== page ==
What role do these streaming companies play in terms of broadcasting diversity?

I think they do have a responsibility. When you are recruiting talent and looking to diversify your platform and make a strong representation of the community, there’s no reason why (streaming platforms) shouldn’t make a press release about some of these more diverse streamers. They need that same press, attention and validation. I think they have a huge responsibility to make sure they’re elevating not just the giant names they’re signing, but who makes up the rest of the community.

It’s on (streaming platforms) even if they are signing those people to make sure they’re putting it out there. People need to see it and they want to identify across all platforms wherever they go. The audience being able to see that might help get more of a following. It needs to be more about that entertainment value and making sure we’re entertaining for the masses, and not just entertaining for sales or numbers. We have a responsibility to make sure we are appealing to the entire audience.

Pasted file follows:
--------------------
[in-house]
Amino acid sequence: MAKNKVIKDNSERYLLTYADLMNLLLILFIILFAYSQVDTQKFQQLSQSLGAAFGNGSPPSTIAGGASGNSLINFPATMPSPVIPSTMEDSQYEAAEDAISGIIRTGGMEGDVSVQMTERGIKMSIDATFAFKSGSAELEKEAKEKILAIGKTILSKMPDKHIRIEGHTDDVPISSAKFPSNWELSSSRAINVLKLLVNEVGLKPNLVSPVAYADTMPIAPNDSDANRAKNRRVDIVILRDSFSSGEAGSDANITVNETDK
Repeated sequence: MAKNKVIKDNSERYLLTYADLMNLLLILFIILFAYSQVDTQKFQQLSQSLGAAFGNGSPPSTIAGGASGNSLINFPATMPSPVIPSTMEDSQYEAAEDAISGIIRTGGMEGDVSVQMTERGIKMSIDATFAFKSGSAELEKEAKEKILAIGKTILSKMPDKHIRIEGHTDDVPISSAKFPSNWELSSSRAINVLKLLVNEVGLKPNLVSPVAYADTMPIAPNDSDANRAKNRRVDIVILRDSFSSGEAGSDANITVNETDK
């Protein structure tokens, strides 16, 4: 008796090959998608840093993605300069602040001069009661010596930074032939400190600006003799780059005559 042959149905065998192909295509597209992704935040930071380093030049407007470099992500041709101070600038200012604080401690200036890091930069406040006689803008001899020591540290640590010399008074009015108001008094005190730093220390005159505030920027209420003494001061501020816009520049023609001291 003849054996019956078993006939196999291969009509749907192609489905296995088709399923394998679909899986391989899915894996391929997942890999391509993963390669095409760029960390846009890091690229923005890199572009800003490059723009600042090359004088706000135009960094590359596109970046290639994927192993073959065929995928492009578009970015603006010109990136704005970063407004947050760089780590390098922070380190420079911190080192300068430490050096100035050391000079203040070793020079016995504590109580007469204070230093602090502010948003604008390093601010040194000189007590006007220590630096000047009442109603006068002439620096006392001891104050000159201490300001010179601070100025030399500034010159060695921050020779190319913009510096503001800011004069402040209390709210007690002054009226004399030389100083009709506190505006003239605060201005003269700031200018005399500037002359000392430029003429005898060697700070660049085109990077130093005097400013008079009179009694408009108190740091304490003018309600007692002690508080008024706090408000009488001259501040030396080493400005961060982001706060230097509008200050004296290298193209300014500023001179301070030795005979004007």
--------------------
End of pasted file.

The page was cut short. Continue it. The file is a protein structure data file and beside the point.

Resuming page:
What motivates you to find and boost the careers of diverse talent?

When I’m going out and looking at talent, I want to see people that look like me. It’s no different in gaming. I used to look up to Pam Oliver at the sidelines at NFL before I even got to the NFL. I was like, “Oh, she’s a Black woman, and she’s on the sidelines at football games and interviewing all my favorite players.” And I thought that was incredible. That was always something — I want to see people who look like me, I want to see that there are other people in the industry that represent who I am. But it’s also a level of success and accomplishment, like, “Look, she can do that. That means I could do that, too.” And so it’s one of those things I certainly identify with.